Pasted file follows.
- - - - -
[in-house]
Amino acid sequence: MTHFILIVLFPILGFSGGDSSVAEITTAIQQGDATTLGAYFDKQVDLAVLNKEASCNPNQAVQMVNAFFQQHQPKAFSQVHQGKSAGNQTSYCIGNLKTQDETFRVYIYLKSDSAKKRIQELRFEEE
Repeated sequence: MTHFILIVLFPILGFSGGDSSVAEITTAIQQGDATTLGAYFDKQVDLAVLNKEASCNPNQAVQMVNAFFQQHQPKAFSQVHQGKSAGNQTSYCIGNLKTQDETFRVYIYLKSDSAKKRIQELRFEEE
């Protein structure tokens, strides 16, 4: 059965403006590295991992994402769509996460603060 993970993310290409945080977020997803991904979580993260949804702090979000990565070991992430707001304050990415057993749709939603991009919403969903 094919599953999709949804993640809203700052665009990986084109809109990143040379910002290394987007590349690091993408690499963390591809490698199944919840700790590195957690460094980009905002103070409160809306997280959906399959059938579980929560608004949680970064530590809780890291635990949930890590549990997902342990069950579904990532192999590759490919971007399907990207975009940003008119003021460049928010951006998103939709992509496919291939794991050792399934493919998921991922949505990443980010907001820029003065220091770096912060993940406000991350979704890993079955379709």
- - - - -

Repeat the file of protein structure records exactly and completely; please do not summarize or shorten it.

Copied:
[in-house]
Amino acid sequence: MTHFILIVLFPILGFSGGDSSVAEITTAIQQGDATTLGAYFDKQVDLAVLNKEASCNPNQAVQMVNAFFQQHQPKAFSQVHQGKSAGNQTSYCIGNLKTQDETFRVYIYLKSDSAKKRIQELRFEEE
Repeated sequence: MTHFILIVLFPILGFSGGDSSVAEITTAIQQGDATTLGAYFDKQVDLAVLNKEASCNPNQAVQMVNAFFQQHQPKAFSQVHQGKSAGNQTSYCIGNLKTQDETFRVYIYLKSDSAKKRIQELRFEEE
């Protein structure tokens, strides 16, 4: 059965403006590295991992994402769509996460603060 993970993310290409945080977020997803991904979580993260949804702090979000990565070991992430707001304050990415057993749709939603991009919403969903 094919599953999709949804993640809203700052665009990986084109809109990143040379910002290394987007590349690091993408690499963390591809490698199944919840700790590195957690460094980009905002103070409160809306997280959906399959059938579980929560608004949680970064530590809780890291635990949930890590549990997902342990069950579904990532192999590759490919971007399907990207975009940003008119003021460049928010951006998103939709992509496919291939794991050792399934493919998921991922949505990443980010907001820029003065220091770096912060993940406000991350979704890993079955379709």